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Case Reports in Critical Care
Volume 2016 (2016), Article ID 1264283, 3 pages
Case Report

Severe Sepsis Associated with Lemierre’s Syndrome: A Rare but Life-Threatening Disease

1Intensive Care Unit, Anaesthesia and Critical Care Department, University Hospital of Rennes, 2 rue Henri Le Guilloux, 35000 Rennes, France
2Inserm U991, Rennes, France

Received 2 March 2016; Accepted 22 March 2016

Academic Editor: Caterina Mammina

Copyright © 2016 Audrey Tawa et al. This is an open access article distributed under the Creative Commons Attribution License, which permits unrestricted use, distribution, and reproduction in any medium, provided the original work is properly cited.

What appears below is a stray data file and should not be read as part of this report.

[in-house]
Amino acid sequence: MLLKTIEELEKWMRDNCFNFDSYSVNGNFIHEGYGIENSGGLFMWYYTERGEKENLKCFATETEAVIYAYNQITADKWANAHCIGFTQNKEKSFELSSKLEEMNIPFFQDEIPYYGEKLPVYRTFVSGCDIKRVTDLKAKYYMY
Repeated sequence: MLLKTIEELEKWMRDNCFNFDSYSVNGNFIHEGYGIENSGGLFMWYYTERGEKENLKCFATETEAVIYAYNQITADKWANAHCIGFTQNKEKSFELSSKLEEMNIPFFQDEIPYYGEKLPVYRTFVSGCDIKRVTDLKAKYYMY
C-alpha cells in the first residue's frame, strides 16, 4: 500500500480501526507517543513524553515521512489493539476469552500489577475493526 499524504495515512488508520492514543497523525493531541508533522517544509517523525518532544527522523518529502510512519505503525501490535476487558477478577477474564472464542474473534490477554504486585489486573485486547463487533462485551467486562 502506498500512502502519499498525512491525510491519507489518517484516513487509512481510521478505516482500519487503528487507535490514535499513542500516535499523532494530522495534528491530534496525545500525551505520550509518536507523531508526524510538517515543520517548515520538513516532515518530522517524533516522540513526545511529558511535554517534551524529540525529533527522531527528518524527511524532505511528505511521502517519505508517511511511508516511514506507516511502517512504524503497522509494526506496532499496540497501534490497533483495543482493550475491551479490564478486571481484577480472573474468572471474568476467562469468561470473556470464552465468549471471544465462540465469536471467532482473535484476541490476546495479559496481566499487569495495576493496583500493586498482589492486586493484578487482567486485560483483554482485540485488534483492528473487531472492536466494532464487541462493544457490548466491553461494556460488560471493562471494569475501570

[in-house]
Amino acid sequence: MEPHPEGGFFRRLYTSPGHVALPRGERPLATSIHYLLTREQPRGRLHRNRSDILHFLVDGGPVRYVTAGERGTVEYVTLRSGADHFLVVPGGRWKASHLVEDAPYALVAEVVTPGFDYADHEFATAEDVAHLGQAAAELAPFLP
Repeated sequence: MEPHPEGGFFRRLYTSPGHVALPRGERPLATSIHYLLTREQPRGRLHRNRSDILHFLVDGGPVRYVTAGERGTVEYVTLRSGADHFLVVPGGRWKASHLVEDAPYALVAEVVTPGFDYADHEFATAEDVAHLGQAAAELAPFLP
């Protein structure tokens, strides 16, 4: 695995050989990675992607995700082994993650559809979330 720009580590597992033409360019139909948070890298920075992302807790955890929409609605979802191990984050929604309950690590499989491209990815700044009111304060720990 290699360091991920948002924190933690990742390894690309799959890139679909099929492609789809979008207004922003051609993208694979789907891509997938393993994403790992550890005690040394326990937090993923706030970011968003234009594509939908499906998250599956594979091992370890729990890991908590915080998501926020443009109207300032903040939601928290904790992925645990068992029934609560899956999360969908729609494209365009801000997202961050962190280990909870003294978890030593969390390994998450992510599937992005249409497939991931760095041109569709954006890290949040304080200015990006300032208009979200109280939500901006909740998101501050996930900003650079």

Background. The incidence of Lemierre’s syndrome has increased in the past decade. This posttonsillitis complication may be life threatening. Case Presentation. A 19-year-old patient was admitted to Surgical Intensive Care Unit of a French University Hospital for high fever, low blood pressure, and haemoptysis following a sore throat episode. Blood analysis revealed a thrombopenia, an acute renal failure, and an elevated lactate serum. Fusobacterium necrophorum was found in blood cultures. Computed tomography of the neck and lungs confirmed the diagnosis of Lemierre’s syndrome: pleural effusions, bilateral lung infiltrates, and an internal jugular vein thrombosis. Fluid administration and antibiotic treatment were quickly initiated. Patient left the unit four days after his admission without any organ dysfunction. Conclusion. Lemierre’s syndrome may lead to multiorgan dysfunction and should be rapidly identified.